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How to Reduce Your Chances of Hitting a Deer

by Staff
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Photo: Michael Tatman (Shutterstock)

Humans aren’t the only ones looking for someone to cozy up with as temperatures drop. Fall is officially deer mating season, making them particularly active this time of year. Unfortunately, as they’re playing the field, it’s not uncommon for deer to wander (or run) into the road and oncoming traffic.

And despite their reputation for getting caught in the headlights, that’s one of the safer interactions you can have with them. In other situations, deer can cause serious accidents. Here are a few ways to help reduce your chances of hitting one.

How to avoid hitting deer

Even if you do everything right behind the wheel, deer are sneaky and fast, so there’s always the chance that they’ll make a last-minute dash across the street. Having said that, knowing how—and when—to look for deer when you’re driving can help you avoid a costly and potentially dangerous collision. Here are a few things to keep in mind:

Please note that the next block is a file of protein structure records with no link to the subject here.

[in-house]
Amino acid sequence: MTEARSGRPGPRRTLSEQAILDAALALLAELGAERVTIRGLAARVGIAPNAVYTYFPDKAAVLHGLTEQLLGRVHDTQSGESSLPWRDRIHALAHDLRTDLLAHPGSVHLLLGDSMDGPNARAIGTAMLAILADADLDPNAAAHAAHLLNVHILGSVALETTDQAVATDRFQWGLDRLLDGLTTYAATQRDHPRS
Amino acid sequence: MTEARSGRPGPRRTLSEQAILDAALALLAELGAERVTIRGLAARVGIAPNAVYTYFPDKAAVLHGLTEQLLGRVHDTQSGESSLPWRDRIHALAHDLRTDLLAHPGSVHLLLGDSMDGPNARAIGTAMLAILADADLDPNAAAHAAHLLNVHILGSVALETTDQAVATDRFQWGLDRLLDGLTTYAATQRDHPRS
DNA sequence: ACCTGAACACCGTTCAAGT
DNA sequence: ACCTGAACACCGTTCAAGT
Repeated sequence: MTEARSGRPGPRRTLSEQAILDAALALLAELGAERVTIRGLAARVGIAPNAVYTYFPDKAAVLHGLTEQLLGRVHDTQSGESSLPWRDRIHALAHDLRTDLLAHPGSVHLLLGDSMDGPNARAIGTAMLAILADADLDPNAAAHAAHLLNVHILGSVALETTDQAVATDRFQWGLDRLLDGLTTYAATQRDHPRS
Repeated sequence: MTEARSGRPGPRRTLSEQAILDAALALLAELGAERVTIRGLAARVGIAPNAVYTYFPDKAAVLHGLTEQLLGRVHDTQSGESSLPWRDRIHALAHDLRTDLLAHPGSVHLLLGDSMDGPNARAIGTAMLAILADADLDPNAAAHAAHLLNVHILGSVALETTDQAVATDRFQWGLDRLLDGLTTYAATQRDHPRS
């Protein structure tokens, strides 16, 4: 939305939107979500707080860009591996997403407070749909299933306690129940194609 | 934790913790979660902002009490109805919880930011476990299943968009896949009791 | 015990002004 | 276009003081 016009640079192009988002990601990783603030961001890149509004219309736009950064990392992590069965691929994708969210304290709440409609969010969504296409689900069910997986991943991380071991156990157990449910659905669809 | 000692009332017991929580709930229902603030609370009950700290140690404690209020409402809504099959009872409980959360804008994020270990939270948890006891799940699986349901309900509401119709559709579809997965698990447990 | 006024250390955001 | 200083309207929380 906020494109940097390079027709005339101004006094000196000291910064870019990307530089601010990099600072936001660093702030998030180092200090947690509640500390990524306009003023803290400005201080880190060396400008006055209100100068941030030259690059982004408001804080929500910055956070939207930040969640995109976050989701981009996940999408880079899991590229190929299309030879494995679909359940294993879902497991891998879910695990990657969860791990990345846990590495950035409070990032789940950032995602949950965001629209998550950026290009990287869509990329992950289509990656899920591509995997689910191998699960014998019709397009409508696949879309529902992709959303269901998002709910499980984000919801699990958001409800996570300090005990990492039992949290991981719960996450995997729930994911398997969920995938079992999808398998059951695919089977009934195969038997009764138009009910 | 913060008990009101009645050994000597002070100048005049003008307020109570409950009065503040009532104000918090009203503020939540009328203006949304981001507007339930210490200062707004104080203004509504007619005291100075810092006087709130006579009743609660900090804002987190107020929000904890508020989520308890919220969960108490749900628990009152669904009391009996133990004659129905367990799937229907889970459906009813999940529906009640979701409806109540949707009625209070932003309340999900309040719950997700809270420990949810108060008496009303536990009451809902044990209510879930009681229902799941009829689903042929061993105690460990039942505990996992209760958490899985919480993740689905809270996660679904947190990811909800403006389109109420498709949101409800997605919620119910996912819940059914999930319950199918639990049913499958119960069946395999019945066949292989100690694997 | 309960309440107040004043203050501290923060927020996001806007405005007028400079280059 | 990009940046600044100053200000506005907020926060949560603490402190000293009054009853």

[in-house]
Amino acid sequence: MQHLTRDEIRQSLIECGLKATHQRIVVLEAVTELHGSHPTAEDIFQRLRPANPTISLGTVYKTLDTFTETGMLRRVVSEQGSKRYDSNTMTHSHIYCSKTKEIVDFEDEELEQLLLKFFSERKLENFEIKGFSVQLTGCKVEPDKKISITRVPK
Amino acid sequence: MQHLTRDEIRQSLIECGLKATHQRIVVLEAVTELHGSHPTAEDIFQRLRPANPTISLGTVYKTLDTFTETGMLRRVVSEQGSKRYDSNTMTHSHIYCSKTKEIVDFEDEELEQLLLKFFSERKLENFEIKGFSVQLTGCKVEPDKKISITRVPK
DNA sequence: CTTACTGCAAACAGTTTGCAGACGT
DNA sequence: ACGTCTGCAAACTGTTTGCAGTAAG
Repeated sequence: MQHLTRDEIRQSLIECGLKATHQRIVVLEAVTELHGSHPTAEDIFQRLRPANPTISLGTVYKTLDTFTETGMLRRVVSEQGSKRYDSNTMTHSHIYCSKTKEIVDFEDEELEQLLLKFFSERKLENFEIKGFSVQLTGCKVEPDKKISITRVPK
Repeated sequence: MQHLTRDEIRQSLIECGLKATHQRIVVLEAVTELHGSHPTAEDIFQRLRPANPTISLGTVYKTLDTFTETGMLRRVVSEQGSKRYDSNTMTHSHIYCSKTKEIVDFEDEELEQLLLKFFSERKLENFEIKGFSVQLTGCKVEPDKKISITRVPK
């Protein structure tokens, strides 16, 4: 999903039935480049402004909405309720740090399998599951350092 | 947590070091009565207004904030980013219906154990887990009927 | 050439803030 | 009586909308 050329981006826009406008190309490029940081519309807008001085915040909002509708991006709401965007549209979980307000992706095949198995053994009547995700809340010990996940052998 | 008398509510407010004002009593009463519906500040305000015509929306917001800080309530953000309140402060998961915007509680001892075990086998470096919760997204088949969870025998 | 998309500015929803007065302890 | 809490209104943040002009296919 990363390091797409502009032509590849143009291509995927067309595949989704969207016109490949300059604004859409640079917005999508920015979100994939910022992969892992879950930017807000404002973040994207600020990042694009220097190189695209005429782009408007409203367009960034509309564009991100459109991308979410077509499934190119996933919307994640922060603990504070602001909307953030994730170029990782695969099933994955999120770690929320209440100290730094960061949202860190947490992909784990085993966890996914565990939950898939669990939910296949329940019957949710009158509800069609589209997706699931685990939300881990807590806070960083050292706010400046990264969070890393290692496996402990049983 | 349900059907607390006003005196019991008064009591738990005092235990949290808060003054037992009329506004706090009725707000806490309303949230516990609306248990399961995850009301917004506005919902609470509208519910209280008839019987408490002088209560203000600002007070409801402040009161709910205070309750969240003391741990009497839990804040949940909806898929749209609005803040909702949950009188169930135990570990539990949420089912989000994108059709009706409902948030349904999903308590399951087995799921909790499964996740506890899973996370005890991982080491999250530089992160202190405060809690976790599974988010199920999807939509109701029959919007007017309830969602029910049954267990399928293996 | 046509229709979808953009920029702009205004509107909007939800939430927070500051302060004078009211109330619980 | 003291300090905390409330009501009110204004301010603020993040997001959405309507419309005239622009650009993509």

Know their schedule

Deer are most active at dawn and dusk—especially between the hours of 6 p.m. and 9 p.m. Be extra vigilant during those periods, using high-beam headlights (when appropriate to do so) to increase your range of visibility. But don’t let your guard down the rest of the time: Deer go where they want, when they want.

They travel in groups

When you see one deer, assume that others will follow. Even if one has finished crossing the road, slow down and be on the lookout for their family and friends.

Don’t swerve

Though your first reaction may be to swerve when you spot a deer in the road, you’re better off braking and honking your horn. Swerving may confuse the deer—potentially causing it to run towards your car—and increases your risk of hitting another vehicle on the other side of the road.

Pay attention

Deer crossing signs are there for a reason: Don’t ignore them—especially in wooded areas where deer are harder to see. In addition to watching the road in front of you, scan both sides as you’re driving, looking out for the shine of a deer’s eyes.

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